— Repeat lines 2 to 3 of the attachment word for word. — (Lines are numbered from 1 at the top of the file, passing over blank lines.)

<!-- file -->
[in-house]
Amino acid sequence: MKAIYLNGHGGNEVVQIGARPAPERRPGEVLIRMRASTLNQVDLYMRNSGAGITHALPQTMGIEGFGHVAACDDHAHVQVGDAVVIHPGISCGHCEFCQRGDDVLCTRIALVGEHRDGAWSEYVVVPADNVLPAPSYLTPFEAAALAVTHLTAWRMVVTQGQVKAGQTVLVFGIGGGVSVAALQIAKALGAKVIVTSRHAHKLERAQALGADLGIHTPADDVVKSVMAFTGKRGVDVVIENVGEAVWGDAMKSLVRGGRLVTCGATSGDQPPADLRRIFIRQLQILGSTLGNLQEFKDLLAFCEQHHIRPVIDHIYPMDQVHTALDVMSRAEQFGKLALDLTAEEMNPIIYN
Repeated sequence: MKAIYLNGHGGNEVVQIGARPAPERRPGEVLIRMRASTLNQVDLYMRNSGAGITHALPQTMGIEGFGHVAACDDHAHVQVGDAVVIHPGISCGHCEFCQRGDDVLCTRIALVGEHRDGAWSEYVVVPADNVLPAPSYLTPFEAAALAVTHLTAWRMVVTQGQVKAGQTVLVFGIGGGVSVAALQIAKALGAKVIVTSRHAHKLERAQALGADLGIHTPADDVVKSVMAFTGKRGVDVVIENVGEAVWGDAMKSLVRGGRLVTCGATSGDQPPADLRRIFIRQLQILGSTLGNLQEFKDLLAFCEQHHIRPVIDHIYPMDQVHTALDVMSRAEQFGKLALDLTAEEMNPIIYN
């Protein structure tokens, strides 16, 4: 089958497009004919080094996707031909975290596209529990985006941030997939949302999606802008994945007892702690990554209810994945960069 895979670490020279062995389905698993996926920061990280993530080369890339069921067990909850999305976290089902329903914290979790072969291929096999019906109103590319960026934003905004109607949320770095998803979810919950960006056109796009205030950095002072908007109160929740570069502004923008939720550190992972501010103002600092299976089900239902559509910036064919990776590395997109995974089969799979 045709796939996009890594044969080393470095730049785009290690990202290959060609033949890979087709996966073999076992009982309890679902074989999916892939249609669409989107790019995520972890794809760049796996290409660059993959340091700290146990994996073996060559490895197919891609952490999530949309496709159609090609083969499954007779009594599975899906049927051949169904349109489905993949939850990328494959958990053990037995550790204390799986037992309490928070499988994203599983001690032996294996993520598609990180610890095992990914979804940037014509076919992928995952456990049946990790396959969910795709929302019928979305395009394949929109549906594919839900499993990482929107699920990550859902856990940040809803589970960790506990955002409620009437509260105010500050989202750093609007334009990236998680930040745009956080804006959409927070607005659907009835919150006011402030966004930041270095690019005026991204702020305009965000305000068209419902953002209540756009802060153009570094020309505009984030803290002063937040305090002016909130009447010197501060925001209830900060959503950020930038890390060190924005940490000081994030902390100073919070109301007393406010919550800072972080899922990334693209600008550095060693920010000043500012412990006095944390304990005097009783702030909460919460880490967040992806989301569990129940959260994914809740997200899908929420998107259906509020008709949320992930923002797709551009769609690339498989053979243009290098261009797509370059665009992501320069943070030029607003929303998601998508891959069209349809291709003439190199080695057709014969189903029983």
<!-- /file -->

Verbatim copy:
Amino acid sequence: MKAIYLNGHGGNEVVQIGARPAPERRPGEVLIRMRASTLNQVDLYMRNSGAGITHALPQTMGIEGFGHVAACDDHAHVQVGDAVVIHPGISCGHCEFCQRGDDVLCTRIALVGEHRDGAWSEYVVVPADNVLPAPSYLTPFEAAALAVTHLTAWRMVVTQGQVKAGQTVLVFGIGGGVSVAALQIAKALGAKVIVTSRHAHKLERAQALGADLGIHTPADDVVKSVMAFTGKRGVDVVIENVGEAVWGDAMKSLVRGGRLVTCGATSGDQPPADLRRIFIRQLQILGSTLGNLQEFKDLLAFCEQHHIRPVIDHIYPMDQVHTALDVMSRAEQFGKLALDLTAEEMNPIIYN
Repeated sequence: MKAIYLNGHGGNEVVQIGARPAPERRPGEVLIRMRASTLNQVDLYMRNSGAGITHALPQTMGIEGFGHVAACDDHAHVQVGDAVVIHPGISCGHCEFCQRGDDVLCTRIALVGEHRDGAWSEYVVVPADNVLPAPSYLTPFEAAALAVTHLTAWRMVVTQGQVKAGQTVLVFGIGGGVSVAALQIAKALGAKVIVTSRHAHKLERAQALGADLGIHTPADDVVKSVMAFTGKRGVDVVIENVGEAVWGDAMKSLVRGGRLVTCGATSGDQPPADLRRIFIRQLQILGSTLGNLQEFKDLLAFCEQHHIRPVIDHIYPMDQVHTALDVMSRAEQFGKLALDLTAEEMNPIIYN